Nov 26, 2017, 4:20 p.m.
These holiday stories represent a sampling from a paperback and eBook created by Ariele Huff with and for her writing students. Ariele is a writing teacher and Northwest Prime Time writing columnist.
A Family Tradition
In my family, even if the wrappings were falling off, we wouldn’t dream of opening a present before the appropriate date and time. I had my kids convinced it was a universal law, so this is how we operated all through their growing up years. On Christmas morning, we took it several steps further. Everyone was present and had a cup of eggnog before the gifts were parceled out, one at a time. Each was opened for all to see and express appropriate admiration and appreciation. If the gift was wearable, the receiver might even go try it on while the rest waited. We had nothing but time.
Imagine her shock and disappointment when daughter Kerry discovered that some families do holidays differently. She was spending time with her new inlaws on Christmas Day when, to her amazement, all hell broke loose. At a prescribed time—they probably tooted a whistle—everyone dove under the tree and grabbed and ripped open their gifts. It was all over in about two minutes...all that planning, shopping, wrapping. Oh my.
The mess was, of course, horrendous—nobody knew who had gotten what or from whom. My daughter told me later that this family was like a bunch of animals!
And what about the homemade eggnog? Ours was rich and fabulous and took several bowls of all sizes, much whipping, and was lots of work and prep time. It had to be done or we’d starve during the opening of the presents. Depending on the number and ages of the children “helping,” we usually pretty much trashed the kitchen with this project.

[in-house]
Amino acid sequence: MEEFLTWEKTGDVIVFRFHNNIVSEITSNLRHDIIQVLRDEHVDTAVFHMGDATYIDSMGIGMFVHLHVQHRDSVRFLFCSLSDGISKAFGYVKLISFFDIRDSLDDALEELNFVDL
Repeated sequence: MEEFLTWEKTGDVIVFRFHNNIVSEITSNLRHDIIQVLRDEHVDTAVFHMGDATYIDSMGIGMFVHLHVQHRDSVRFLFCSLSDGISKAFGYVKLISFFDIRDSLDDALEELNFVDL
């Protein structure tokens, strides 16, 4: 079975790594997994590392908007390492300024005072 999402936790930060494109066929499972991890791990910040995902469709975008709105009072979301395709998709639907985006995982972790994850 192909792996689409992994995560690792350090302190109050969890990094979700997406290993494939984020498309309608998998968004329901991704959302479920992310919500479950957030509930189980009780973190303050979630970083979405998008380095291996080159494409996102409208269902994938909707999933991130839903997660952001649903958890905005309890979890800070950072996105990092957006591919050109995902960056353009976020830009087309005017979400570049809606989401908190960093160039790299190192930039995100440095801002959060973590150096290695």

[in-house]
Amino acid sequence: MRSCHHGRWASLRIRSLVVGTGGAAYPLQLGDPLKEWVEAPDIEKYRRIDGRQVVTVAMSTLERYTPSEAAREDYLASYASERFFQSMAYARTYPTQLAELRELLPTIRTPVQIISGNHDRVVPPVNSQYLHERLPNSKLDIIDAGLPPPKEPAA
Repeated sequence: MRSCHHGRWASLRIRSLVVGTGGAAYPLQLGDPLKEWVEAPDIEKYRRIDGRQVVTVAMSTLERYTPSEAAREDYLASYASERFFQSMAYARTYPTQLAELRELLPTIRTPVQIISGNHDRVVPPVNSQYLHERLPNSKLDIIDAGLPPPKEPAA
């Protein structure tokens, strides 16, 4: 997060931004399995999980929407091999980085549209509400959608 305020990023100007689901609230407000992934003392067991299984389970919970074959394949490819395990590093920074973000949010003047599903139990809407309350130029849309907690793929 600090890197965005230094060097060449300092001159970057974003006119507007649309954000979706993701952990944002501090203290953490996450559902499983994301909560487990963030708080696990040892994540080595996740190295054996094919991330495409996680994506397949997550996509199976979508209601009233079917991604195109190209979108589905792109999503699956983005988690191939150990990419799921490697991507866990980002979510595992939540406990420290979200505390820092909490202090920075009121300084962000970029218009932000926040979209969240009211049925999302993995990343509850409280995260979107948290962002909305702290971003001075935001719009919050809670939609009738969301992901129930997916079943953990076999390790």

Now that I think about it, one family’s mess is another family’s tradition. So what do we do? We just enjoy.
--Lois (Mike) Caslin
One of my most memorable Christmases was the first one Larry and I spent together. He was raised in the Jewish faith, and although he was 29, 1982 was his first Christmas. It was also my first taste of Hanukkah.
I was raised in a home where Christmas was a big celebration. Tinsel, angels, holly wreaths and the smell of baking cookies filled our house from late November to early January. I had heard things about Jewish traditions and customs, but somehow I’d always assumed that everyone celebrates Christmas!
Larry was not as naïve as I, but he did find a large difference between being on the outskirts of a holiday and being in the middle of all the festivities. What an exciting time it was for both of us and especially for my twelve-year-old daughter, Kristi. She had heard only a little about Hanukkah at school from friends and from television, so she had a lot of questions. Many of these were even hard for Larry to answer. Getting deeper into the meanings of Hanukkah led naturally to discoveries about the significance of Christmas traditions, as well.